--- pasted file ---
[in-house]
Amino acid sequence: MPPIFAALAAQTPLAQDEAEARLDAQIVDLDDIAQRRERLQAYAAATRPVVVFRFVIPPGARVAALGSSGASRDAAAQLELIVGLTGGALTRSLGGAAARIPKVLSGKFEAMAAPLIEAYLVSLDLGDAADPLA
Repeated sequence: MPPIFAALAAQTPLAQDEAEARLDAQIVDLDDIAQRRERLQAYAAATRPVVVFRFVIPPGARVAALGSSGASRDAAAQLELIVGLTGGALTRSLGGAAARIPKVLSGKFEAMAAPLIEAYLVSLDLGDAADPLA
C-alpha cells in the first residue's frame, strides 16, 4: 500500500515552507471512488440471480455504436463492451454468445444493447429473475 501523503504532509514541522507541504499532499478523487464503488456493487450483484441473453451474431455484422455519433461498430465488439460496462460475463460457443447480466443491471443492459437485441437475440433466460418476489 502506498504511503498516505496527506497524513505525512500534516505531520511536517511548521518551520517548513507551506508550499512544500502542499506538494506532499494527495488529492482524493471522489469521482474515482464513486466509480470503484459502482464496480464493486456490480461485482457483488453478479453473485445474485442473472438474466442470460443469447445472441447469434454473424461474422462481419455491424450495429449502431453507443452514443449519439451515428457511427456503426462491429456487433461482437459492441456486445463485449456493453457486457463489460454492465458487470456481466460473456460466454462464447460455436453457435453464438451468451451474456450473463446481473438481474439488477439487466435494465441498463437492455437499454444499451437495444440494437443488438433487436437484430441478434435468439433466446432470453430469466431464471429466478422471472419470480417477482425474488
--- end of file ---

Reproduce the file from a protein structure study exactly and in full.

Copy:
[in-house]
Amino acid sequence: MPPIFAALAAQTPLAQDEAEARLDAQIVDLDDIAQRRERLQAYAAATRPVVVFRFVIPPGARVAALGSSGASRDAAAQLELIVGLTGGALTRSLGGAAARIPKVLSGKFEAMAAPLIEAYLVSLDLGDAADPLA
Repeated sequence: MPPIFAALAAQTPLAQDEAEARLDAQIVDLDDIAQRRERLQAYAAATRPVVVFRFVIPPGARVAALGSSGASRDAAAQLELIVGLTGGALTRSLGGAAARIPKVLSGKFEAMAAPLIEAYLVSLDLGDAADPLA
C-alpha cells in the first residue's frame, strides 16, 4: 500500500515552507471512488440471480455504436463492451454468445444493447429473475 501523503504532509514541522507541504499532499478523487464503488456493487450483484441473453451474431455484422455519433461498430465488439460496462460475463460457443447480466443491471443492459437485441437475440433466460418476489 502506498504511503498516505496527506497524513505525512500534516505531520511536517511548521518551520517548513507551506508550499512544500502542499506538494506532499494527495488529492482524493471522489469521482474515482464513486466509480470503484459502482464496480464493486456490480461485482457483488453478479453473485445474485442473472438474466442470460443469447445472441447469434454473424461474422462481419455491424450495429449502431453507443452514443449519439451515428457511427456503426462491429456487433461482437459492441456486445463485449456493453457486457463489460454492465458487470456481466460473456460466454462464447460455436453457435453464438451468451451474456450473463446481473438481474439488477439487466435494465441498463437492455437499454444499451437495444440494437443488438433487436437484430441478434435468439433466446432470453430469466431464471429466478422471472419470480417477482425474488